On New Years Eve in 2014, I posted a collage of photos on my Instagram account, along with this message, “2014 has been a beautiful mess… full of love, laughter, and challenge. Happy New Year, and bring on 2015. Here’s to the relentless pursuit.” And for the first time, I followed that post with an anchor, and a blue heart.
From that point forward, almost every Instagram post I’ve made pertaining to hydrocephalus includes an anchor and a blue heart emoji. I started adding those symbols to the messages and comments I sent to other patients and parents of hydro warriors, as they prepared for surgery, battled headaches, or just needed a little love. And slowly but surely… I started to see them show up in other people’s posts and messages…the unofficial “logo” of our little community of online support— a way to let other people know that I understand what they are going through, encourage them to stay strong, and to let them know I’m here for them.
For me, the anchor represents strength in the midst of chaos, hope, love, and solidarity. The anchor also references our constant battle with water - the water in our brains. The blue heart is a symbol of community; a bond that comes from walking a parallel path of struggle. It means that I see your fight, I support your spirit, and I believe in your ability to rise.
Over the past year, the anchor has become what people close to me associate with my journey through repeated surgeries and recoveries. I have received cards, gifts, and jewelry with anchors and hearts… all of which I have loved and cherish. Every day I am surrounded by these reminders of love, compassion, and security.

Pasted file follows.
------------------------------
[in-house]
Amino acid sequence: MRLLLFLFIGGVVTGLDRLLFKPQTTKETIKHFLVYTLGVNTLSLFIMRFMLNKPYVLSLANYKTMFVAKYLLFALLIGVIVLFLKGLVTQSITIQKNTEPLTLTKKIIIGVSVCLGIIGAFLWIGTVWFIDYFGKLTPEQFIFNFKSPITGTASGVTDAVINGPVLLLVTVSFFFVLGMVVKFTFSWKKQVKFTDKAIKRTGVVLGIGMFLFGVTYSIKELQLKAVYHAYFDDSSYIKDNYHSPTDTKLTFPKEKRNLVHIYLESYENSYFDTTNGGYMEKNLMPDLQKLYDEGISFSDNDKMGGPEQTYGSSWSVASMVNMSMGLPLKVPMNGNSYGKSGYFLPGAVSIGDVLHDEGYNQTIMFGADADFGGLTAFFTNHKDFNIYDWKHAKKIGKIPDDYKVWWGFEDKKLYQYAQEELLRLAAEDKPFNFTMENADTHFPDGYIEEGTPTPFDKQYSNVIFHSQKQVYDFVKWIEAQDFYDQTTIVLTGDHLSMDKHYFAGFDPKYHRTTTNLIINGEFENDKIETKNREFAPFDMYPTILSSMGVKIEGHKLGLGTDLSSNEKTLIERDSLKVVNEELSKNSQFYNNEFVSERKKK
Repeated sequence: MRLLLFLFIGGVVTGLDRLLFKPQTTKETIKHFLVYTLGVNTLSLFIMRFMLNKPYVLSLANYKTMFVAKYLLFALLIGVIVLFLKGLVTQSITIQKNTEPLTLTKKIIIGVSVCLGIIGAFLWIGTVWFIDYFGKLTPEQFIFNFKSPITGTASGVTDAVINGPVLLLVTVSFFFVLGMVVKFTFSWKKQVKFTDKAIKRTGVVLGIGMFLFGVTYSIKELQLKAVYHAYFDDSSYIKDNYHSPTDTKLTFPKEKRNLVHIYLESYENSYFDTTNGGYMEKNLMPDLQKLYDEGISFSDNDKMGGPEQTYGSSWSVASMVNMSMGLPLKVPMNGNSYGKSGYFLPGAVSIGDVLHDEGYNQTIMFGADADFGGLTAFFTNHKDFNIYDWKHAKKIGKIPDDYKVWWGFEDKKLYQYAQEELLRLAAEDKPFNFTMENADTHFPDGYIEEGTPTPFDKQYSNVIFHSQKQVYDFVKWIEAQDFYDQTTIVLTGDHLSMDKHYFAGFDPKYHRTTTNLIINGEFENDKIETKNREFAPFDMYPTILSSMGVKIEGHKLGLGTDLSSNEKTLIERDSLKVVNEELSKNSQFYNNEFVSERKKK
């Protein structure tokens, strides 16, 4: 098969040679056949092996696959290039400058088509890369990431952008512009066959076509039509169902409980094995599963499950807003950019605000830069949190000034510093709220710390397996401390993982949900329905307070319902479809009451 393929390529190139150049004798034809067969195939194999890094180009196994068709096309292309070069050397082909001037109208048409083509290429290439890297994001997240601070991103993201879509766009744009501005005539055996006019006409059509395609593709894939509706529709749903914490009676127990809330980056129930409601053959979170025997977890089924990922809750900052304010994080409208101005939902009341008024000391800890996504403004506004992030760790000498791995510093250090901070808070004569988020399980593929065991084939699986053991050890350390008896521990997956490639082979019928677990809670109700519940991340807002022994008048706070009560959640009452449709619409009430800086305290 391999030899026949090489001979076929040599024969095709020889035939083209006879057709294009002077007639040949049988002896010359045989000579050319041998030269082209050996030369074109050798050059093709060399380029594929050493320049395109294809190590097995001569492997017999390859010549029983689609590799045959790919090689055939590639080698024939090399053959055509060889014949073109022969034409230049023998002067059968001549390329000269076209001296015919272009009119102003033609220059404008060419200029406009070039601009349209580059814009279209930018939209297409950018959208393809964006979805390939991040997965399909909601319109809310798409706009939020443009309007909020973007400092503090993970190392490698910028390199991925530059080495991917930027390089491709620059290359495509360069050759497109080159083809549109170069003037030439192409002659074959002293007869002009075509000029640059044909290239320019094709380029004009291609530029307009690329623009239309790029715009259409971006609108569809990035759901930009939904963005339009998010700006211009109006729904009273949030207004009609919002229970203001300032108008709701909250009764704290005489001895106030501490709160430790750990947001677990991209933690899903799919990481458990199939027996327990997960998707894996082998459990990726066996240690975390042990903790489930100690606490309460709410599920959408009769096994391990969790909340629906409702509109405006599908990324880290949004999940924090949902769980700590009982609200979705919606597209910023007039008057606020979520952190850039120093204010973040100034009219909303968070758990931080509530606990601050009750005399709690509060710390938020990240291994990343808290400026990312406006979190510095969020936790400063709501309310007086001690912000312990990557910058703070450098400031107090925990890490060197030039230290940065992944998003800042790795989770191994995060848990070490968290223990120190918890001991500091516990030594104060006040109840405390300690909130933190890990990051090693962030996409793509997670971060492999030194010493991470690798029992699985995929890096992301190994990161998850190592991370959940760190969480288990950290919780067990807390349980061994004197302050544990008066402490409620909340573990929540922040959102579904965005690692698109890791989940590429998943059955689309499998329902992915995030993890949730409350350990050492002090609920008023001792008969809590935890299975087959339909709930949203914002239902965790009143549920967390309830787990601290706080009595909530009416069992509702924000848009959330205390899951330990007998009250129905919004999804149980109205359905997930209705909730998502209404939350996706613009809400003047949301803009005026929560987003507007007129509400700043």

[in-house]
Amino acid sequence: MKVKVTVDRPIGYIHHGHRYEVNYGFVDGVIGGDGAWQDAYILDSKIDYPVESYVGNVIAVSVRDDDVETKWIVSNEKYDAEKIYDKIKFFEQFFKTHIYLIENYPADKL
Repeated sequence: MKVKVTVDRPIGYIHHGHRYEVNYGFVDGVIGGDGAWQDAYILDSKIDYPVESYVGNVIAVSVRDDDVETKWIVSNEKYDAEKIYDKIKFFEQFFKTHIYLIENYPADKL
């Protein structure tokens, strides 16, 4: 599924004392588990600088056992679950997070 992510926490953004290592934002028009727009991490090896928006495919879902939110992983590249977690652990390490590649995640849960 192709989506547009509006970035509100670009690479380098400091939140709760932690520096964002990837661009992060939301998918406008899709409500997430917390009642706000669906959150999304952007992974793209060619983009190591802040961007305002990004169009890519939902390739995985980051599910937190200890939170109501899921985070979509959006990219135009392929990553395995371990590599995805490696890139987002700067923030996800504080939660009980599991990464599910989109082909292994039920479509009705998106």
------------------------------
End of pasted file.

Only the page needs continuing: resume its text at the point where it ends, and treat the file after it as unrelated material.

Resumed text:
I am continually amazed by the supportive community I have discovered via social media. On Instagram, I communicate regularly with hundreds of people from all over the world, who have experienced similar hardships from life with hydrocephalus, and other brain conditions. Over and over, I’m inspired by how willing they are to reach outside of their own pain and struggle, and lift up people that they may never have the opportunity to meet in person. There is no more important gift you can give another human, but to offer connection and let them know that they are important, you see their struggle, and that you are there for them.
This weekend I got a tattoo of an anchor, to serve as a constant reminder of the loves in my life who anchor me through the storms, but also to pay homage to the incredible community of people battling hydrocephalus— who have rallied around me, pushed me through challenging times, and inspired me to share my story with the world.
Here’s to the the relentless pursuit, my friends.
My name is Amy but friends and family call me Am. I am a lover of dogs, good whiskey, and strength training. I'm a brain surgery survivor (x31), a fiddle player, a construction designer, and a boxing enthusiast. I have six real siblings, and five fake brothers. I love deeply, and consider my close friends to be family.